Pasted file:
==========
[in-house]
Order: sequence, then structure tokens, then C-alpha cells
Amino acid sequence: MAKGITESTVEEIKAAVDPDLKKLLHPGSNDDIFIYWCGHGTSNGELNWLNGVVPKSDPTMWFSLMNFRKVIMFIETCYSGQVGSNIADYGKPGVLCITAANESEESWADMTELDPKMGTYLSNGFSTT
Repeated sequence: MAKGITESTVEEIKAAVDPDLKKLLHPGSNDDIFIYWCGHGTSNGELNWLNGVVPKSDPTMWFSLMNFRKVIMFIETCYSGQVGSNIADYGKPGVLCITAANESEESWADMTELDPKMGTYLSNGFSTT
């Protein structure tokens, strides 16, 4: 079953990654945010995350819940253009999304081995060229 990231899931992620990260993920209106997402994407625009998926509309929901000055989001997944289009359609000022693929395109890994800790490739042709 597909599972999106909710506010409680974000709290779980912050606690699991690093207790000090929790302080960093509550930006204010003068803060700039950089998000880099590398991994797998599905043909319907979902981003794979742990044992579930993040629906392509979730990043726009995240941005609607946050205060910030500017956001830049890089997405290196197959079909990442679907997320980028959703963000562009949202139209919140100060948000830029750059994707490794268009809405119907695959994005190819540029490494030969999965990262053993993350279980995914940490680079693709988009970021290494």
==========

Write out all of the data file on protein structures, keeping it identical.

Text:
[in-house]
Order: sequence, then structure tokens, then C-alpha cells
Amino acid sequence: MAKGITESTVEEIKAAVDPDLKKLLHPGSNDDIFIYWCGHGTSNGELNWLNGVVPKSDPTMWFSLMNFRKVIMFIETCYSGQVGSNIADYGKPGVLCITAANESEESWADMTELDPKMGTYLSNGFSTT
Repeated sequence: MAKGITESTVEEIKAAVDPDLKKLLHPGSNDDIFIYWCGHGTSNGELNWLNGVVPKSDPTMWFSLMNFRKVIMFIETCYSGQVGSNIADYGKPGVLCITAANESEESWADMTELDPKMGTYLSNGFSTT
């Protein structure tokens, strides 16, 4: 079953990654945010995350819940253009999304081995060229 990231899931992620990260993920209106997402994407625009998926509309929901000055989001997944289009359609000022693929395109890994800790490739042709 597909599972999106909710506010409680974000709290779980912050606690699991690093207790000090929790302080960093509550930006204010003068803060700039950089998000880099590398991994797998599905043909319907979902981003794979742990044992579930993040629906392509979730990043726009995240941005609607946050205060910030500017956001830049890089997405290196197959079909990442679907997320980028959703963000562009949202139209919140100060948000830029750059994707490794268009809405119907695959994005190819540029490494030969999965990262053993993350279980995914940490680079693709988009970021290494």